6 tips for sledding safety

When winter brings us snow, there’s one place you’ll likely find the neighborhood children—the local sledding hill. Where you don’t want to find them, however, is at the doctor’s office or hospital due to a sledding injury. Yet according to the Journal of the American Academy of Pediatrics each year more than 20,000 kids end up in emergency rooms with sledding injuries.

Keep your children safe on the local sledding slopes by following these tips:

Wear protective gear.

Your children may protest, but they should always wear a helmet. Wearing layered clothing, such as gloves, hats and boots can help protect against cuts, bruises and frostbite. If they get wet, encourage them to come in for dry clothing.

Choose the right sled.

The best sleds are those with runners and a steering mechanism. Inflatable tubes, snow discs, and random objects like plastic sheets or cafeteria trays are not good choices because children can’t properly steer them.

Select the best sledding spot.

Avoid sledding in areas that end near a creek, pond or road. Wide, clear spaces with a gradual incline work best. Be careful to avoid obstacles such as rocks, trees, poles and benches.

Use the safest sledding position.

While daredevils love to go head first down the hill, make sure your children are in a seated position with their feet first to avoid a head injury.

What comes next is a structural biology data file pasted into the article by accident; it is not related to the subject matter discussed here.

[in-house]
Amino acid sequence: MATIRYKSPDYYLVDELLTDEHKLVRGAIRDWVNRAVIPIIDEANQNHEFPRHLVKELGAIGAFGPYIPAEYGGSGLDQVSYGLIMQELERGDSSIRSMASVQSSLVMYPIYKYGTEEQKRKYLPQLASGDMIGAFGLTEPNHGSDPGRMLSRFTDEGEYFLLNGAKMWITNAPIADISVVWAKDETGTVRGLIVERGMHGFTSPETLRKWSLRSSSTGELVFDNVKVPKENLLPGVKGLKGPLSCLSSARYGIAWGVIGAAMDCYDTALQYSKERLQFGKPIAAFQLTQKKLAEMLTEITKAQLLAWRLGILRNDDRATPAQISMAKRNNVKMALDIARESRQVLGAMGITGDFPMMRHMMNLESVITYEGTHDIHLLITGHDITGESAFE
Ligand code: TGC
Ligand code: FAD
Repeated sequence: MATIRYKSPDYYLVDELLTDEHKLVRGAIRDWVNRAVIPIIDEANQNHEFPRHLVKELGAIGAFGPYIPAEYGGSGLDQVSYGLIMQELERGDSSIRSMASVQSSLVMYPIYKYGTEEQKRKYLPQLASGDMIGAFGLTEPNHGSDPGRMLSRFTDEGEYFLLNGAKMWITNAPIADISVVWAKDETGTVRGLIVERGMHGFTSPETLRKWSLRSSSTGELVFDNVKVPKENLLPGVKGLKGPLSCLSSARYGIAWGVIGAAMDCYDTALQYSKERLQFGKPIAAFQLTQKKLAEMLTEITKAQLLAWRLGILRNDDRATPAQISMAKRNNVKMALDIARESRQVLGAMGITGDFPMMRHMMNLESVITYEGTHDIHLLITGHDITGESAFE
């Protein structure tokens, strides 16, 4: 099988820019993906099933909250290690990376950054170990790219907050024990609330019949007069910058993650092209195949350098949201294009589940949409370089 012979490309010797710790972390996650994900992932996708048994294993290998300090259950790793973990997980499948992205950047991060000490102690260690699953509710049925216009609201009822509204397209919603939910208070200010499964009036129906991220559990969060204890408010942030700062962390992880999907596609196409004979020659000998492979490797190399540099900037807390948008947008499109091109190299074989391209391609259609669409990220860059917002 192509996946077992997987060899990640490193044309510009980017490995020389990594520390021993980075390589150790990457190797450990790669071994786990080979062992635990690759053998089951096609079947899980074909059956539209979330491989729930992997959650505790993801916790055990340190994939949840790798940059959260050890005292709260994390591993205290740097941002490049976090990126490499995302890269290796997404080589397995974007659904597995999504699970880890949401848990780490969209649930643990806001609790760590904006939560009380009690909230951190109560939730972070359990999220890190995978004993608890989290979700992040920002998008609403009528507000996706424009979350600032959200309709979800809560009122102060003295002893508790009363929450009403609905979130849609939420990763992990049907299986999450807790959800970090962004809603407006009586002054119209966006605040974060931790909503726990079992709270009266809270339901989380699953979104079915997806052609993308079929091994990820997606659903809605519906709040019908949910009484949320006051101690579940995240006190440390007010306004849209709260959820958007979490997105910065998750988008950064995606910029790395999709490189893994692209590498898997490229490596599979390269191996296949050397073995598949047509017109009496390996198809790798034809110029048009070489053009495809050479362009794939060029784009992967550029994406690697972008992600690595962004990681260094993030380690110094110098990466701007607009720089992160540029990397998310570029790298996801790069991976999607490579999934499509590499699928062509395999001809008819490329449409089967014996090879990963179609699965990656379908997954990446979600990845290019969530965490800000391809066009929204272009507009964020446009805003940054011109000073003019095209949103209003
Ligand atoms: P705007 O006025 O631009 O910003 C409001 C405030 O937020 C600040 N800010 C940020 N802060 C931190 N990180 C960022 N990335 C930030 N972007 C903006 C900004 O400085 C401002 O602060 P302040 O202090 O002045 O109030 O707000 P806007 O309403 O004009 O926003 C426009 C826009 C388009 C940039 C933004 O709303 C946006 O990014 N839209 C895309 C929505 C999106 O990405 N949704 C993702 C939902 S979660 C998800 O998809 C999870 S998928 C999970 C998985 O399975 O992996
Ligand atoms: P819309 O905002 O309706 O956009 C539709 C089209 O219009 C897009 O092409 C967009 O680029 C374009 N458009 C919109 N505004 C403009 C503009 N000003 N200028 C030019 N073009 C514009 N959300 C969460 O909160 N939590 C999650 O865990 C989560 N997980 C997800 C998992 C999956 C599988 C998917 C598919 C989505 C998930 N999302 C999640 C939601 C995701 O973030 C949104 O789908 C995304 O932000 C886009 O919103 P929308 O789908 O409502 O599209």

Teach your children how to avoid collisions.

Make sure children get off the sled and out of the way as soon as they get to the bottom of the hill. As they return back up the hill, they should walk on the outer edges rather than directly through the sledding path. Teach your children how to steer to avoid hitting anything that gets in their path. Also, show your children how to safely roll off the sled if they lose control.

Watch out for dangerous conditions.

It’s important that your children can see where they’re going. They should avoid sledding during a heavy snowstorm or at night in poorly lit areas. Also, it’s best to not sled into a snowbank unless they built it. Snowbanks can mask a tree stump, fence or some other hidden danger that can cause injury.

Skiing or snowboarding? Don’t miss these safety tips before heading to the slopes.

Originally published Jan. 21, 2016. Last updated Dec. 6, 2018.

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